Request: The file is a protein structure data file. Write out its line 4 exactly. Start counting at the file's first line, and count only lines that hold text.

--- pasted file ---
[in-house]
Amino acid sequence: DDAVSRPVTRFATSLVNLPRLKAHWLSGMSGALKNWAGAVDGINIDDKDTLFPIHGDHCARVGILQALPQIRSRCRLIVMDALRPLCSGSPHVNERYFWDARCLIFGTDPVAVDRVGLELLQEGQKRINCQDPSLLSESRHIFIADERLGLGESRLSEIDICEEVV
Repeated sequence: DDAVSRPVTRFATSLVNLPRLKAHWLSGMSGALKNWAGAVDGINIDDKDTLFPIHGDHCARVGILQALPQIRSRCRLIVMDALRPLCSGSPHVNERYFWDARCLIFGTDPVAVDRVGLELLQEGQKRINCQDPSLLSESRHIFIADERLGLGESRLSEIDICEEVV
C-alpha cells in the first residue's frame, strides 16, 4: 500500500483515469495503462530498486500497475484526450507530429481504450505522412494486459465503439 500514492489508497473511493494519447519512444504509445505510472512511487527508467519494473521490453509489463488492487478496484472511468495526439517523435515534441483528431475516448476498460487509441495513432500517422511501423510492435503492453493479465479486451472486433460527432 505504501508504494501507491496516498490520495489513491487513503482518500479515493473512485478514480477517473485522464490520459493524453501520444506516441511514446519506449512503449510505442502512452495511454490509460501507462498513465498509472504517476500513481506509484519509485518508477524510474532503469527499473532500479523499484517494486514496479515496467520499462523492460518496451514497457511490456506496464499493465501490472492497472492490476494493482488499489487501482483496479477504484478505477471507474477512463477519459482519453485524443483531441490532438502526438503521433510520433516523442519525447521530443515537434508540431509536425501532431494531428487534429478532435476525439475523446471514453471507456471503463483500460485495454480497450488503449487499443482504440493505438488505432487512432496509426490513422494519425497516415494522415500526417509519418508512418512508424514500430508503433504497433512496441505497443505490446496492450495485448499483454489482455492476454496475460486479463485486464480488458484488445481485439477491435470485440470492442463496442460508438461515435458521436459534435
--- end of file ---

C-alpha cells in the first residue's frame, strides 16, 4: 500500500483515469495503462530498486500497475484526450507530429481504450505522412494486459465503439 500514492489508497473511493494519447519512444504509445505510472512511487527508467519494473521490453509489463488492487478496484472511468495526439517523435515534441483528431475516448476498460487509441495513432500517422511501423510492435503492453493479465479486451472486433460527432 505504501508504494501507491496516498490520495489513491487513503482518500479515493473512485478514480477517473485522464490520459493524453501520444506516441511514446519506449512503449510505442502512452495511454490509460501507462498513465498509472504517476500513481506509484519509485518508477524510474532503469527499473532500479523499484517494486514496479515496467520499462523492460518496451514497457511490456506496464499493465501490472492497472492490476494493482488499489487501482483496479477504484478505477471507474477512463477519459482519453485524443483531441490532438502526438503521433510520433516523442519525447521530443515537434508540431509536425501532431494531428487534429478532435476525439475523446471514453471507456471503463483500460485495454480497450488503449487499443482504440493505438488505432487512432496509426490513422494519425497516415494522415500526417509519418508512418512508424514500430508503433504497433512496441505497443505490446496492450495485448499483454489482455492476454496475460486479463485486464480488458484488445481485439477491435470485440470492442463496442460508438461515435458521436459534435